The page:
Newspaper Page Text
TOL.VI, NO. 32.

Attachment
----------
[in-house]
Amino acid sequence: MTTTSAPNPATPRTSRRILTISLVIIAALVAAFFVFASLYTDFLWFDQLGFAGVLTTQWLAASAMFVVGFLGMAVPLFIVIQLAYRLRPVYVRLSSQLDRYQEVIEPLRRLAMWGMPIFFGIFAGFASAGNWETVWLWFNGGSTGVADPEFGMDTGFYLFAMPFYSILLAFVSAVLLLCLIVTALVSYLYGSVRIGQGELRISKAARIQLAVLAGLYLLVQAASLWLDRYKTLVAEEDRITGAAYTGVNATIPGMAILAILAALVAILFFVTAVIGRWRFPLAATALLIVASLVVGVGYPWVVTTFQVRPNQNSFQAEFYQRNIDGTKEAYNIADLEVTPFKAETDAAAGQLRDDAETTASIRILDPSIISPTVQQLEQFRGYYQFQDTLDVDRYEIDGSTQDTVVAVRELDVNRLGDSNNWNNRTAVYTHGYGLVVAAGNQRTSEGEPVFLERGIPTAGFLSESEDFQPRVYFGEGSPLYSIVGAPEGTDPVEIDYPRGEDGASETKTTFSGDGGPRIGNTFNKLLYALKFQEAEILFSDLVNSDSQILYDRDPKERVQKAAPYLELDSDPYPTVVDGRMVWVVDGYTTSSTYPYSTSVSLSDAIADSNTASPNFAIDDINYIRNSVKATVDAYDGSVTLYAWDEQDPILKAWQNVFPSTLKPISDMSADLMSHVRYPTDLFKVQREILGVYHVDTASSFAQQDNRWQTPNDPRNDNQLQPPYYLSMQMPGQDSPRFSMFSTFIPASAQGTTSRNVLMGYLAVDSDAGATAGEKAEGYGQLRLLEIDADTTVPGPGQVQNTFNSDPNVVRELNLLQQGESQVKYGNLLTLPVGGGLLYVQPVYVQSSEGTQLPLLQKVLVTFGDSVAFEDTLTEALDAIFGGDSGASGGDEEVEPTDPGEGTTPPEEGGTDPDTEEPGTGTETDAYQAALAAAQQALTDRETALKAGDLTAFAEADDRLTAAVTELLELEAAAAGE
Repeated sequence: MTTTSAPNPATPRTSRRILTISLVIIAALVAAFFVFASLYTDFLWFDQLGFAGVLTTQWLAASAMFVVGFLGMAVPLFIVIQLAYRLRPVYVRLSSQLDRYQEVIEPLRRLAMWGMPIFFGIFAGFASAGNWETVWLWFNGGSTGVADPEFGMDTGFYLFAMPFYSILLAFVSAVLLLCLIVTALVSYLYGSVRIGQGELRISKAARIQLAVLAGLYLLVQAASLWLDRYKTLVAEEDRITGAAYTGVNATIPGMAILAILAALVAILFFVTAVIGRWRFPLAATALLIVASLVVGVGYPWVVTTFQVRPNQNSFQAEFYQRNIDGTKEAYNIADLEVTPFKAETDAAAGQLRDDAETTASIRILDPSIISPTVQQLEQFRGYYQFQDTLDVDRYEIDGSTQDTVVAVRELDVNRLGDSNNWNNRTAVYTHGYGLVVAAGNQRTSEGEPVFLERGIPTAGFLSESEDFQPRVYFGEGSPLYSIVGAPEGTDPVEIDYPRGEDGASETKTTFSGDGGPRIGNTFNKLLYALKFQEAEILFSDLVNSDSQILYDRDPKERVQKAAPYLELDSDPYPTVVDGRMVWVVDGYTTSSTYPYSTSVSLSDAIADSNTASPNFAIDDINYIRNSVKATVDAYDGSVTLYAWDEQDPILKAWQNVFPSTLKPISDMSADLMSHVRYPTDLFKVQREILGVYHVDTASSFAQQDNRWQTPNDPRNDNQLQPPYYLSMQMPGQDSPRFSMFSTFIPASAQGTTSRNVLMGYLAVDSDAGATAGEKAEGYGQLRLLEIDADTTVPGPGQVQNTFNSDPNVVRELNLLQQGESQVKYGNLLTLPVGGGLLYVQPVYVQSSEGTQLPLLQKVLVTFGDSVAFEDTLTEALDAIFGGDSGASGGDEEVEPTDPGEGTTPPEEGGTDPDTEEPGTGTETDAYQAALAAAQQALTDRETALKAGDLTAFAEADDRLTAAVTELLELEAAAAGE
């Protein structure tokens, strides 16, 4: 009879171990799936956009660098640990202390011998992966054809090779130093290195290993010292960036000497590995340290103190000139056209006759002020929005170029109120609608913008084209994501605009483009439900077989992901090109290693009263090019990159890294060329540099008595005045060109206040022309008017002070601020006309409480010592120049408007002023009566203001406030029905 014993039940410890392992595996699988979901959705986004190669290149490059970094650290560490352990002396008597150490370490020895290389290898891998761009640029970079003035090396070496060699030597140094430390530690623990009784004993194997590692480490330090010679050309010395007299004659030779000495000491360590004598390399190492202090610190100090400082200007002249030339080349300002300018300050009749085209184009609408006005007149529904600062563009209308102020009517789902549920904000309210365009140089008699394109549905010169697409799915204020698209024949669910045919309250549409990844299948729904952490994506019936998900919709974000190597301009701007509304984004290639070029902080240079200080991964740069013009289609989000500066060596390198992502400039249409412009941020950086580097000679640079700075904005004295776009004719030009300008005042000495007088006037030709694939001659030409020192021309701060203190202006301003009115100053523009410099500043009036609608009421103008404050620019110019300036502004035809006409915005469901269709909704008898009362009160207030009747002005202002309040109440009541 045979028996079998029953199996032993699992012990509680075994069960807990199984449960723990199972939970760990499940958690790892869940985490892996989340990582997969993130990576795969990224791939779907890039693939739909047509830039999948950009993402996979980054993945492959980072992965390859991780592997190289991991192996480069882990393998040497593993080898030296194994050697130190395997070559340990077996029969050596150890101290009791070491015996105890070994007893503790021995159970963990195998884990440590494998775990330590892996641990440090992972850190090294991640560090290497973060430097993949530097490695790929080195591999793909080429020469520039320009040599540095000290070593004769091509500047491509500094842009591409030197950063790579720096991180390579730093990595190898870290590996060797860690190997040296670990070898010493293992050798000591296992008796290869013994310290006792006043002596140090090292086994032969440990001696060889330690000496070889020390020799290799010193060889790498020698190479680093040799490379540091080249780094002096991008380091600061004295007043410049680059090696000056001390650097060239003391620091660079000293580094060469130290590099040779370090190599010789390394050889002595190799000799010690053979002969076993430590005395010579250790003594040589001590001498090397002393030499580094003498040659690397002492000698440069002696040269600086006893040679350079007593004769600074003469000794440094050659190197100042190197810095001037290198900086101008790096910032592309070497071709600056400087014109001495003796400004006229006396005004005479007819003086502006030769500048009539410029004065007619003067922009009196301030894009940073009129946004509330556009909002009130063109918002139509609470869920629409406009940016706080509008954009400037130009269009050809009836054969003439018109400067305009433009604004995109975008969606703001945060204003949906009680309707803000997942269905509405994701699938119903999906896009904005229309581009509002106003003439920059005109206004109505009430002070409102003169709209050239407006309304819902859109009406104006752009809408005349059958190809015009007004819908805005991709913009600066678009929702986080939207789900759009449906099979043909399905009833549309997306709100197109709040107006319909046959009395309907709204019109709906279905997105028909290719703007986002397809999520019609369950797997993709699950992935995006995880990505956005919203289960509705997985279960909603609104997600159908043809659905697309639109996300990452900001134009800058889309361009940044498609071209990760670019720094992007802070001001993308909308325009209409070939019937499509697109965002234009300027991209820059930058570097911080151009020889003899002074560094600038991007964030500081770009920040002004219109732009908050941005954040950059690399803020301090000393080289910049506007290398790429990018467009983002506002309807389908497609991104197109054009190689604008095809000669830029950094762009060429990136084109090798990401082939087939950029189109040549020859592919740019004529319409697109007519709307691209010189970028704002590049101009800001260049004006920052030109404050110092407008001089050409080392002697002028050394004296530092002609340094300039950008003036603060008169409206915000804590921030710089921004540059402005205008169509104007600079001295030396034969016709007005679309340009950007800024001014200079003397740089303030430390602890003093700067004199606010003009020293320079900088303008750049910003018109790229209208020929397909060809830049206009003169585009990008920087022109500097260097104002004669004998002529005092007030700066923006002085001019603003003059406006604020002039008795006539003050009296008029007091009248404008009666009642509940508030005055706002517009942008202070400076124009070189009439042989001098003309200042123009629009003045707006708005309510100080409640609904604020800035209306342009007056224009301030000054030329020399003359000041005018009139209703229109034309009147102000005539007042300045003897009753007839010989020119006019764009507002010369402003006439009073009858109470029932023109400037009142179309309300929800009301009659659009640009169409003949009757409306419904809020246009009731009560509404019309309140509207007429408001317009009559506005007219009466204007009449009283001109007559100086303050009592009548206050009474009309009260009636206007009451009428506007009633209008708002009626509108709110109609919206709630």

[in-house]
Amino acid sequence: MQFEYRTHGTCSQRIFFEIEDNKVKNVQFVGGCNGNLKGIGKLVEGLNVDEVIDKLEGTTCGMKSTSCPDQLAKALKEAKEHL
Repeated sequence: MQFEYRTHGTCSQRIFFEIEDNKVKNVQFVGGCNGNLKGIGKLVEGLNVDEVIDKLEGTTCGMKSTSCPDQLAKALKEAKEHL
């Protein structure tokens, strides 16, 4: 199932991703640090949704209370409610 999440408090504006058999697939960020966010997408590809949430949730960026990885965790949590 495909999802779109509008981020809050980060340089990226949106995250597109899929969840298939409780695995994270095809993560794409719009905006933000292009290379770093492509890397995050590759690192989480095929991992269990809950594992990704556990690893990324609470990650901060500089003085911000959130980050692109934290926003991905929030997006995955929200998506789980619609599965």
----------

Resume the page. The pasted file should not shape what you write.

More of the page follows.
$1.00 A TEAK. TOPEKA, KANSAS, AUGUST 8, 1894. OFFICIAL STATE PAPER. MORE BONDS. TBEIE ISSUE DEPENDS ON DOTJBT Srl PUL OIBOUHSTANOES. Eevenue on Whisky and Tariff on Sugar Will Not Keep the Treasury Prom Going Dry. Washington, Aug. 5. There are dif ferences of j opinion among treasury o fficiala as to the probabilities of an other bond issue. Neither Mr. Carlisle nor Assistant Secretary Curtis is willing to admit that there is any real cause for alarm in the present financial situation. It is known, however, the president and his advisers are watching with eager interest every change in the financial situation and that every phase of it is being carefully and thoughtfully stud ied. Notwithstanding this solicitude, it is believed it is the judgment of the president that the situation does not famish any just apprehension and that better times may confidently be ex pected soon. From this point os view it ia argued the passage of the pending tariff bill is sure to result in a prompt and general revival of business, and that in consequence there will be a large in crease in the government revenues. Receipts from customs, which for many months past have been gradually growing less, it is believed will show a marked improvement from the very first and will continue to increase until normal conditions have been reached. It i3 contended that notwithstanding the fact the gold reserve has reached low water mark of about 52 million dollars the government is really far better able to meet its obligations to-day than it was just prior to the February bond issue. There are some, however, who take a less hopeful view of affairs. They ob serve that the gold reserve, which six montha ego was brought up to its normal condition by an increase of 50 million dollars in the publio debt, is again melting away and already reduced to a point 13 million dollars below the lowest point reached prior to the Febru ary bond issue. They contemplate with uneasiness the fact that for a year and more the ordi nary expenses of the government have largely exceeded the receipts. This was true, even during last month, when, in expectation of a material increase in the tax on whisky, the receipts from in ternal revenue were abnormally'larze It is argued, should the pending tariff bill become a law and go into operation, even as early aa the middle of the pres ent month, no material increase in the revenue could reasonably be expected earlier than next December, for the rea son the tariff bill will have psssad too late ia the tzzzan to realize my consid erable amount from the fall importa tions. The treaausy figures show there ia now in this country at least a six months' supply of sugar, so little may be expected from that source. This is true, also, of whisky. The statistics of the internal revenue bureau Bhow the tax haa already bean paid on over 13 million gallons of whisky in excess of the amount upon which the tax had been paid one year ago. There fore, but little relief may be expected from this source before December. The only recourse, therefore, it is contended, will be a bond issue, and there are many well-informed persons who believe it this congress does not pass a prohibitive resolution before adjournment, 50 mil lion dollars or more will soon be issued. That there would be no difficulty in placing any reasonable amount, even at the premium exacted in Februaay, seems apparent from the fact the Pebruary bonds are being sold at a premium of 1.27 per cent. Inclined Toward Politics. Chicago, August 4. The American Railway union baa issued a long resolu tion which it terms an "address to the voters of the United States." The address, which is an urgent rail to vote the ticket of the Populist party, opens J with the history of the Ameri can Railway union, then goes into a detailed account of allegedjeconomical conditions at Pullman, which is followed up by a long statement of how the union came to take up the cause of the Pull man strikers and declare the boycott. The history of the strike is then gone over, no new facts, however, being given. It is denied that the officials . of the American Railway union in any way ob structed the operation of the interstate commerce law. The address closes with an appeal to support "the party which bears the name of the sovereign people." The union has also issued an appeal for funds, declaring "the American Rail way union needs money, needs it badly, and at once." Mr. Deba said he would not under any circumstances be a candidate for any office from constable to president lie declares his one publio ambition is the success of the American Railway union. Two Kansas Bills.' Washington, August 3. Senator Peffer to-day introduced a bill directing the secretary of agriculture to construct reservoirs for the storage of water in the semi-arid states, andjappropriating $500,000 for this purposes. Representative Baker of Kansas, haa introduced a bill to authorize the secre tary of agriculture to establish reservoirs for the tillable lands west of the 00th meridian. Channels for distributing the water are also contemplated in the bill and an appropriation ct 500,000 ia jl:sd for. CHINA AND JAPAN. Cleveland Wants to Co-operate With Great Britian, Germany and Italy. Washington, AugUBt 4. President Cleveland has practically decided to unite with Great Britain, Germany and Italy to preserve forcibly the neutrality of what are known aa the treaty ports of China during the war between that em pire and Japan. The Chinese govern ment has been fully informed of the intention of the powers through its min ister at Washington, and it is under stood that the emperor will submit without protest to their forcible occupa tion of his principal ports, because he knows it would be useless to do other wise. It is not a question of pride with him, but of prudence. Ha realizes that he ia in no condition to resist the policy of the European nations, and that an empty remonstrance would do more harm than good. The Japanese government assents cheerfully to the arrangement, and has intimated that a similar occupation of her principal porta would meet with no resistance. The plan was suggested by Lord Rose bery, the British premier, but the nego tiations have mostly been conducted in Washington by Sir Julian Pauncefote, the British ambassador; Baron Von Sauarma-Jeltsob, the German ambassa dor; 'Baron Fava, the Italian ambassa dor, and Secretary Gresham, represent ing their respective governments. An earnest attempt has been made to bring M. Patenotre, the French ambas sador, and Prince Cantacuzene, the Raaeian minister, into the negotiations, but under instructions from their gov ernments these diplomatists have kept away from Washington, the former be ing at Cape May and the latter at New London, Conn. Secretary Gresham has not yet an nounced the formal assent of the United States to the agreement, but all the con ferences have been held in his office, the memoranda are all in his hands and he has so . thoroughly committed government to the plan that it would be impossible for him to withdraw now without the sacrifice of his dignity and the respect of those with whom he haa been negotiating. The entire fleet of four vessels, three cruisers and a little gunboat, and one of the cruisers an antiquated old craft, would be puny and insignificant when compared with either Chinese or Japan ese fleets. The possibility substantially of strengthening our China fleet within a reasonable length of time, moreover, is rather remote. r Members cf the senate committee on foxelgn affairs say that if a tmtylato ba i by all the rowers, ecch m to desired, it will necessarily have to be ratified by the senate. No proposition haa been made to the senate concerning the treaty porta in Japan and China. It ia also eaid that a treaty of the kind would be liable to meet with a great deal of opposition, aa it is considered by many senators to be in the line of en tangling foreign alliances and contrary to the policy of this country. A dispatch from Shanghai confirms the report that a second battle has been fought at Yashan between the Chinese and Japanese. It is added that the Chinese were defeated. Why He Quit the Democracy. Bourbon, Ind., August 3. C. G. Conn, the present representative from the Thirteenth con gr sessional district of In diana, waa recently renominated for re election by the democracy. He has de clined in a letter, in which he says: "I am fearful that my independent position on the labor, finance and other important questions would, in a measure, conflict with the policy of the demo cratic party during the coming congres sional campaign and be the means of causing serious party dissensions. "I am unalterably opposed to the fur ther extension of corporate power, either by tariff legislation or through the ordi nary process of direct laws, and favor any reasonable method of destroying trust, railroad or other oppressive com bines. "I am opposed to the use of federal soldiers to subdue labor strikes until every means for a peaceful Eettlement shall have been exhausted, and only then, after the local authorities have de manded federal interference. "The time has come when publio men must take sides either for or against the further centralization of political and corporate power, and if we are to have a government of the people, some way must be found to restrict the growth of that power." New Mexico and Arizona. Washington, August 3. The New Mexico and Arizona admission bills were reported to the lenate today. In the case of New Mexico a constitutional convention is provided for, the delegates to which are to be chosen at election to bo held on the second Tuesday in June, 1805, and the convention ia to meet on the second Tuesday in the following July. In case they adopt a constitution it ia to be reported to the people for rati fication to be held on Tuesday and first Monday in November, 1895. The time of residence necessary to be come a voter is fixed at lix months, in stead of sixty days, aa in the hocse bill. Arizona has already adopted a consti tution and the bill in har case provides for admission the first day cf A'cjuct, 1803, and the e!ctioa of a dslrtetoths . Fifty-foTirth ccrs?t;A